“All in all, it was quite hard for us because for two and a half months, we’ve been in constant stress,” said Monika.
“We didn’t know what we were doing, where we were going to go, what we were going to do, we actually thought we could be sleeping somewhere in a tent to be honest so we’ve been preparing for the hardest bit.”
Monika’s relationship with her landlord was good until a year ago. He took the property off the managing agents so Monika and her family wouldn’t have to pay extra rent to cover the cost. He also allowed her to source her own maintenance workers to fix small issues.
While the family were paying £550 a month when they first rented the property, the landlord later agreed to drop the rent to £500 a month.
But issues started to arise when he wanted to raise the rent to £750 a month a year ago when Monika objected due to the lack of maintenance on the property.
“What he never wanted to do was any of the bigger works,” she said.
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Previously she had struggled to convince her landlord to replace the old boiler and that came to a head earlier this year.
“The boiler was knackered again and we asked the landlord to come and fix it because our plumber couldn’t do it,” said Monika.
“He basically said to us: “Can you move out because I want to sell the property? I don’t want to be renting anymore.”
The family of six were already sharing a two-bedroom bungalow and full-time carer Monika and her self-employed partner were facing the difficult prospect of finding a suitable home to live in the face of rising rents. Monika added that she has been waiting for social housing for eight years.
So they decided to call the landlord’s bluff.
“We said to him, ‘Look, if you want us out, you need to give us a Section 21. Because we don’t go, we have nowhere to go.’ We hoped that is going to maybe speed up the process, maybe not. I don’t know what we hoped for really,” said Monika.
“We thought he would just say, ‘You know, what? You’ve rented for so long, just leave it.’
“But we had the Section 21 issued. And from that point, there was no communication between us and the landlord at all.”
The eviction notice was issued in May, meaning the family had a two-month notice period to find somewhere else to live.
The family’s low income and past financial issues, which included a previous county court judgement, meant there were not many options to choose from. Most letting agents they dealt with required a guarantor, which also proved a stumbling block.
“I think it’s really unfair that the rental market has shot up really badly. I think many people can’t afford it,” said Monika.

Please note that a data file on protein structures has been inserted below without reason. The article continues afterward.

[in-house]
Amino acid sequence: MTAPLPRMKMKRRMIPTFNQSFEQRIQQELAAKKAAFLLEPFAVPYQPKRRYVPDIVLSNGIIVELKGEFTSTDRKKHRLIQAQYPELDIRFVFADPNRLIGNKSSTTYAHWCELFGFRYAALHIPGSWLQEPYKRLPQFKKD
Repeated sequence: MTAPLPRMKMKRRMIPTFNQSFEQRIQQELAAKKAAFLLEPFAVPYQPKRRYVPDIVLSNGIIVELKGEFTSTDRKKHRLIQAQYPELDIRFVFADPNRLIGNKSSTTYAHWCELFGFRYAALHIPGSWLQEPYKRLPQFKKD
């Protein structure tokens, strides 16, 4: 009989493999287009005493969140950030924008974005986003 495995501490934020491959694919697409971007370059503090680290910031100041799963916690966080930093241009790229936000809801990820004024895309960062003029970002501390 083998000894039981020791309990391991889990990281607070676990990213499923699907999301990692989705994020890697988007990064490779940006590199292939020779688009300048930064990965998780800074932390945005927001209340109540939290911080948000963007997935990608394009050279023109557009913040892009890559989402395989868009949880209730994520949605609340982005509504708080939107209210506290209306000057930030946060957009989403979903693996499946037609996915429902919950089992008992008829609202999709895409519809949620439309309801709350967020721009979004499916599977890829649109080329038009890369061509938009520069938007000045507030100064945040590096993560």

“That’s why people are turning to social housing and obviously there is a lack of that. It’s a lose-lose situation.”
The Conservative government first pledged to scrap Section 21 evictions, also known as no-fault evictions, back in April 2019. The eviction method allows landlords to evict a tenant without giving a reason and is considered a leading driver of homelessness.
It took until last year for ministers to announce the Renters Reform Bill – the legislation which will axe them – and it was only introduced to parliament in May.
Since then, renters have been waiting for the bill to continue its progress through the House of Commons, with no sign of a second reading where MPs will get the chance to debate it for a first time.
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Monika has backed The Big Issue’s campaign and urged the government to axe Section 21 evictions for good.
“I’m hoping it is going to be scrapped, especially for other people, I don’t think it’s the right thing to do, especially for somebody who has been renting for a very long time,” she said.
“It’s basically your home and then you need to be out within two months. It’s a bit of a shock.
“I understand the point of landlords. Our landlord was old and he wanted to sell to leave something for his children before something happens to him.
“But it’s not fair to long-term tenants to be put in that situation.”
Monika and her family recently moved into a new property – but the insecurity of renting means she could soon be facing more upheaval in the months ahead.
“Luckily, we’ve actually managed to find a place. I was over the moon but it’s not a great place,” said Monika.
“We are one of the lucky ones that found a place to stay, although it’s a temporary one and we might be in the same situation in six months.”
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